Purpose: Recent studies suggest that elevated intraocular pressure is not the only causative factor for the development of visual field loss and optic nerve damage in glaucomatous eyes. The authors determine whether retinal hemodynamics or blood fluidity are alternated in eyes of patients with open-angle glaucoma compared with those of age- and sex-matched healthy subjects.
Method: High-quality video fluorescein angiograms were obtained from single eyes of 51 patients with chronic open-angle glaucoma. From these angiograms, the arm-retina time, mean dye velocity, and arteriovenous passage time were quantified. The data from patients were compared with those of an age- and sex-matched group of healthy subjects.
Results: In patients with chronic open-angle glaucoma, an 11% reduction of the mean dye velocity (P < 0.05) and a 41% prolongation of the arteriovenous passage time (P < 0.01) was observed relative to the values obtained among the control subjects. Among hematocrit values, plasma viscosity, and erythrocyte aggregation, only plasma viscosity showed a significant increase (4%; P < 0.01) in patients with chronic open-angle glaucoma.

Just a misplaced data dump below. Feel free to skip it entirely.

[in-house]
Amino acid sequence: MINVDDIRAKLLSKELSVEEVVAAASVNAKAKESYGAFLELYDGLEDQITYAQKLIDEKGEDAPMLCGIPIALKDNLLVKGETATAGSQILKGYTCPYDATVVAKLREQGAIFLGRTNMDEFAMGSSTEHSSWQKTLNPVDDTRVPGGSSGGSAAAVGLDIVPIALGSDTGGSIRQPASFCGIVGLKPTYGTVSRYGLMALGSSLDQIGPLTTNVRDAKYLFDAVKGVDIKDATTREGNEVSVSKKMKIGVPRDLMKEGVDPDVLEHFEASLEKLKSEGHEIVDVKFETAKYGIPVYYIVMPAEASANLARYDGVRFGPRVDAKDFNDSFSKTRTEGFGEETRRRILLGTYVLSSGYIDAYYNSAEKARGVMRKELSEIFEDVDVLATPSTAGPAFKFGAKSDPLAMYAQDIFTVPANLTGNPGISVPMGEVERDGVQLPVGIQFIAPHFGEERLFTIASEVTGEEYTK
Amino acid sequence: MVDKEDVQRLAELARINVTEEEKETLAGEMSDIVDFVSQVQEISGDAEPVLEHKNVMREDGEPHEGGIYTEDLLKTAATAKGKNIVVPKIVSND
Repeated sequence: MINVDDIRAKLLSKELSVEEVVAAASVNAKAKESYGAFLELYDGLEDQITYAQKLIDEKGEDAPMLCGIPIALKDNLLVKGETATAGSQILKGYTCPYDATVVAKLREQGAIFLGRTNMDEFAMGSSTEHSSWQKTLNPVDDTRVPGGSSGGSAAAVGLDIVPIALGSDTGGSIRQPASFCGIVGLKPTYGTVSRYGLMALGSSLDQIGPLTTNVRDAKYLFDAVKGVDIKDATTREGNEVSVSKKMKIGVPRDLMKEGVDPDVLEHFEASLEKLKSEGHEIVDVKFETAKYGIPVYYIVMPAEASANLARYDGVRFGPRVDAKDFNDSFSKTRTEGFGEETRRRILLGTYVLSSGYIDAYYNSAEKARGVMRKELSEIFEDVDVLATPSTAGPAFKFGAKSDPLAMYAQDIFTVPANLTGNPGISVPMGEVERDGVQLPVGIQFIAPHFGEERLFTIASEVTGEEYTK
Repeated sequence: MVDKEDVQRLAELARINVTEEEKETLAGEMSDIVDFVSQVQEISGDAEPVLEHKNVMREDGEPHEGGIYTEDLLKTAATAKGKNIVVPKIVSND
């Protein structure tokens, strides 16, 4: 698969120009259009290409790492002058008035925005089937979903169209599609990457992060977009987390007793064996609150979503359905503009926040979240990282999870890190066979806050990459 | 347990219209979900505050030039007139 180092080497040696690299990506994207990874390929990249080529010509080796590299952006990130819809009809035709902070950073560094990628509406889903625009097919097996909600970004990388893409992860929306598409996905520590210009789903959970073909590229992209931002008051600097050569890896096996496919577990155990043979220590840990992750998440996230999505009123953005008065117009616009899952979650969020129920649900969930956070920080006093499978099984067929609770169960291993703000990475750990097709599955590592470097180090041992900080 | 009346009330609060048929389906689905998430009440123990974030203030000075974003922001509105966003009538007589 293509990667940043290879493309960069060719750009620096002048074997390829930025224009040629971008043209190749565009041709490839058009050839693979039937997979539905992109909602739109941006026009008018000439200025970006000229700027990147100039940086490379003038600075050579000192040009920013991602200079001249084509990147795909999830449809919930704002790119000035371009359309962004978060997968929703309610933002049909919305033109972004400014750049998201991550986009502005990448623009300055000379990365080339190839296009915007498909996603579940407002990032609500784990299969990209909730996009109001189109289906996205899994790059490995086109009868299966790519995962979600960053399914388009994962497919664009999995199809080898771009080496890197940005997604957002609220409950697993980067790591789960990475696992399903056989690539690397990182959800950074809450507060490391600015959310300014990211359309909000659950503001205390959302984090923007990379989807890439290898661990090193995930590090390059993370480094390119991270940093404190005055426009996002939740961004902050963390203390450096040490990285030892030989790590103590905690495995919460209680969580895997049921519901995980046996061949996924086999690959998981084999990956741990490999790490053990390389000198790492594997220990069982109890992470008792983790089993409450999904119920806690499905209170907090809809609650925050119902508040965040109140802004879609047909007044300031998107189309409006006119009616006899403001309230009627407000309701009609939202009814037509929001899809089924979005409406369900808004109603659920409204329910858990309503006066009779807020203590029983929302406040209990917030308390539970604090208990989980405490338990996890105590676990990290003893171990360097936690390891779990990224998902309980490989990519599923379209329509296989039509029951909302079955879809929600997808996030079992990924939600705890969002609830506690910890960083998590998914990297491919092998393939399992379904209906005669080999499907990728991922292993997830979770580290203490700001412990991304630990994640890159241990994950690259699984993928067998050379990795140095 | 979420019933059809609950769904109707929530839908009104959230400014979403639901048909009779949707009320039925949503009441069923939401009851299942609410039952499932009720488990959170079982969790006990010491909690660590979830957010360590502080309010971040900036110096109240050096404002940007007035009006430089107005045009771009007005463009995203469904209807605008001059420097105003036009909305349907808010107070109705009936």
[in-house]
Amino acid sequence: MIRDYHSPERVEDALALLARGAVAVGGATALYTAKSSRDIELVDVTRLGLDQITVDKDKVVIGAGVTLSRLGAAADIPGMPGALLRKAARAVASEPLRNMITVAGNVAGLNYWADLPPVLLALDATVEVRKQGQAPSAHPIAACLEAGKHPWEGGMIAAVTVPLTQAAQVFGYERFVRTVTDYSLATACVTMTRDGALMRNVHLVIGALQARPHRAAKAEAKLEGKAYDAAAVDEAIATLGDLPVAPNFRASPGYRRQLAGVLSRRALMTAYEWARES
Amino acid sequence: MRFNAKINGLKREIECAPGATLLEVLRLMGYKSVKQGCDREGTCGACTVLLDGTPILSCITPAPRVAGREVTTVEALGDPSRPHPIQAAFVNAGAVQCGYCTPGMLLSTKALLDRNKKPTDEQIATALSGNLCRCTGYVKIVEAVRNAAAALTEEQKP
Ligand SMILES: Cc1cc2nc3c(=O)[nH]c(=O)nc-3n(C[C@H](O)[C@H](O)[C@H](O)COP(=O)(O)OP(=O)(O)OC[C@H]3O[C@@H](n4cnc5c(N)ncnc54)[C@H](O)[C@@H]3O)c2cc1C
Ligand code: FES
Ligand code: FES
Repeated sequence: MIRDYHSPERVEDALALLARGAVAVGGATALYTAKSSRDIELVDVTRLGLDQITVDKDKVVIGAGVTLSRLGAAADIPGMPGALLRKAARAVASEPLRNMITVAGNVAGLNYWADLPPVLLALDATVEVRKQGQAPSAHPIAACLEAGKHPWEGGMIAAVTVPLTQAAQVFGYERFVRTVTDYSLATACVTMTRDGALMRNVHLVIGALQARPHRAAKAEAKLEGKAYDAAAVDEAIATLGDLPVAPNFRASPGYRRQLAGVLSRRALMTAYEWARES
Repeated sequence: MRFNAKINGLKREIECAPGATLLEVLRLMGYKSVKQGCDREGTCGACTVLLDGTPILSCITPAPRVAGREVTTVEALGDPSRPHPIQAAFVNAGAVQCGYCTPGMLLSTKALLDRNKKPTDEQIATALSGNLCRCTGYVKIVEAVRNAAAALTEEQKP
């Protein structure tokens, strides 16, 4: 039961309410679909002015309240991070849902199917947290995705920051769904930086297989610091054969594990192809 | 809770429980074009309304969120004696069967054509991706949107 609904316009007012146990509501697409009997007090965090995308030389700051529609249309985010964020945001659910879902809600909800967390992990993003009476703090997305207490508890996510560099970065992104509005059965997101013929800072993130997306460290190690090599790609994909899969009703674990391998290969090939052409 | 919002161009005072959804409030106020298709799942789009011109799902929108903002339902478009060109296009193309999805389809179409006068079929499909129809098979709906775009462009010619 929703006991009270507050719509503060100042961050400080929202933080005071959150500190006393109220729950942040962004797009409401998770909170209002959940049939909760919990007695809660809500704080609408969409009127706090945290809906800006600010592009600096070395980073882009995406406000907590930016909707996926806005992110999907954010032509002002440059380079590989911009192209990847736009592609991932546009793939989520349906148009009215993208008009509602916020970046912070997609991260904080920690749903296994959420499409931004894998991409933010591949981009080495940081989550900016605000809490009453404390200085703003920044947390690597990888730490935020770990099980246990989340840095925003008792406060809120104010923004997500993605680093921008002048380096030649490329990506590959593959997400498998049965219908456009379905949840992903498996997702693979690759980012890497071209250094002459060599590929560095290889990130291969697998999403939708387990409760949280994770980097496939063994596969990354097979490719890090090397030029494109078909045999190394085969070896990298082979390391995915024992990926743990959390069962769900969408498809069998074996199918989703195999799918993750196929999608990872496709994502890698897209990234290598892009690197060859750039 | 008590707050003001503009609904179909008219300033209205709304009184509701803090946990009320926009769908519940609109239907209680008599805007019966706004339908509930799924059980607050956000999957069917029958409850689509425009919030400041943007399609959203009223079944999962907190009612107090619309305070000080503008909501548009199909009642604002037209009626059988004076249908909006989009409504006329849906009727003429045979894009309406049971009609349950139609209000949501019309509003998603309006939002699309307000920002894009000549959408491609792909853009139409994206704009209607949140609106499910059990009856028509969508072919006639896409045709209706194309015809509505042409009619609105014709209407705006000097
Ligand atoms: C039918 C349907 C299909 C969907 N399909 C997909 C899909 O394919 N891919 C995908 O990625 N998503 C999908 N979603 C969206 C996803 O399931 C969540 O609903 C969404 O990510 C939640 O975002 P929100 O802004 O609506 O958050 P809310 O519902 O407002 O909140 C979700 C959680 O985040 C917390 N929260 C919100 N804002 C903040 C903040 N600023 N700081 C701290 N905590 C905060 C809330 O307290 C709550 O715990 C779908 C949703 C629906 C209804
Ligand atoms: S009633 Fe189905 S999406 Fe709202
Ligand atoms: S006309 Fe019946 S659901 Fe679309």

Conclusion: These results indicate that a pronounced circulatory deficit exists within the retinal vasculature of glaucomatous eyes, which may coexist with, but cannot be fully attributed to, an increase in plasma viscosity.